Abiy Ahmed’s dedication only to war insures greater poverty for Ethiopians

The cost of war for Ethiopians is not just felt on the battlefront or even the millions now displaced but in the ransacking of the future of young Ethiopians who once believed in future prosperity. The dream of Ethiopia to escape poverty is rapidly fading.  While Ethiopian diaspora who are rarely Tigray and Oromo tout Abiy Ahmed as a prophetic bringer of fortune and power the opposite is becoming clear.  The economy of Ethiopia is diving into a bottomless abyss beginning when Abiy Ahmed took power in 2018 with an increasingly accelerating progression downward. 

The Ethiopian birr has fallen in value by almost 50% since 2018. Noted Johns Hopkins economist Steven Hanke as well as others note that the current inflation rate of 31% which predicts will lead to an unbearable circumstance for the average Ethiopian.

The birr continues to decline vs the dollar

Total Ethiopian gold reserves were at over $ 400 million when Abiy Ahmed took power in 2018 but now are likely below $100 million after payments to Eritrea, United Arab Emirates, Iran and others for weapons.

The Biden administration has clearly stated that it no longer considers the government under Abiy Ahmed a democracy. The free trade agreement, African Growth and Opportunity Act, with Ethiopia was dependent upon Ethiopia following democratic principals mutually agreed upon which were violated. Similarly many Western democracies are taking a similar view.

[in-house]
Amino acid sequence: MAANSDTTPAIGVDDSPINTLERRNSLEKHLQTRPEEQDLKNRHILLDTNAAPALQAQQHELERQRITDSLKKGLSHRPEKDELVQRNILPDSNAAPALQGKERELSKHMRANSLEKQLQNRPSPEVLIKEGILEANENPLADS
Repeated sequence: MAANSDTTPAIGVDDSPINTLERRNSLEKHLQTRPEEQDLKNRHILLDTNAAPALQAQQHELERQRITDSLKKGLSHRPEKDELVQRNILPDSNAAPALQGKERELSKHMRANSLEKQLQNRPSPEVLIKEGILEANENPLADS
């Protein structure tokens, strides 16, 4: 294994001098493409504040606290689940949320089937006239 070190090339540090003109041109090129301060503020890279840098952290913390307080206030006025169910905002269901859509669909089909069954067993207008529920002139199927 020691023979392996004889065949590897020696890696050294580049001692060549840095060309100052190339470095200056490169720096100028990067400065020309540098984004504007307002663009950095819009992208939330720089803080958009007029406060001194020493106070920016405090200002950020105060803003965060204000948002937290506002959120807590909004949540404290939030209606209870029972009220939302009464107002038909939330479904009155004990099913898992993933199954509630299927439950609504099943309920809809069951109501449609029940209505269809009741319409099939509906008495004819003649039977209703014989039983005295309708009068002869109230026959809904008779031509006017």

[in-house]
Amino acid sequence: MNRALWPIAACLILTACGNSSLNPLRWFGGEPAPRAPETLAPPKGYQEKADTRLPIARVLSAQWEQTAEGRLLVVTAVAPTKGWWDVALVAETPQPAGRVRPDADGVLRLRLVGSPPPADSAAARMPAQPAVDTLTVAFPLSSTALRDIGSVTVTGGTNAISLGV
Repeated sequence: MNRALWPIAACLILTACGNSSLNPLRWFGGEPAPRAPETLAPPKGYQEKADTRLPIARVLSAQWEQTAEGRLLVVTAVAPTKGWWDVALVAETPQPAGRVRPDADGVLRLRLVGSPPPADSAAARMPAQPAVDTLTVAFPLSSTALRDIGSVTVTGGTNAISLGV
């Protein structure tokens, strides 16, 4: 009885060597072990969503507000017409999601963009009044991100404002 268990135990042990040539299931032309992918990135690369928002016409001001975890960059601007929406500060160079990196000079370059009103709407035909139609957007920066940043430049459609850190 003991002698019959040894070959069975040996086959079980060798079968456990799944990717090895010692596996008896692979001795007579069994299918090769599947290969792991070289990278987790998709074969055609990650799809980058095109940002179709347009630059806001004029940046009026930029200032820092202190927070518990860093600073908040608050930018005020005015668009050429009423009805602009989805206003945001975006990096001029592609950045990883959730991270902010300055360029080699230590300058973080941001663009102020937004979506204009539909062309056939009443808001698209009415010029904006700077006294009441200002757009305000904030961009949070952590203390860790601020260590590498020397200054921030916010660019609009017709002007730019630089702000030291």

Although the Ethiopian government falsely claimed economic growth rates of 6% the real number is more like -2% and dropping. The  human rights violations and the instability of the Ethiopian state by an ongoing war with no end coming on the horizon severely inhibits foreign investors from participating in the Ethiopian economy which at this point has no future.

Author: Professor Tony Magana

Professor Tony Magana is Head of the Department of Neurosurgery, School of Medicine, College of Health Sciences at Mekelle University in Mekelle, Ethiopia. He directs a neurosurgery residency and training program as well as neuroscience research.

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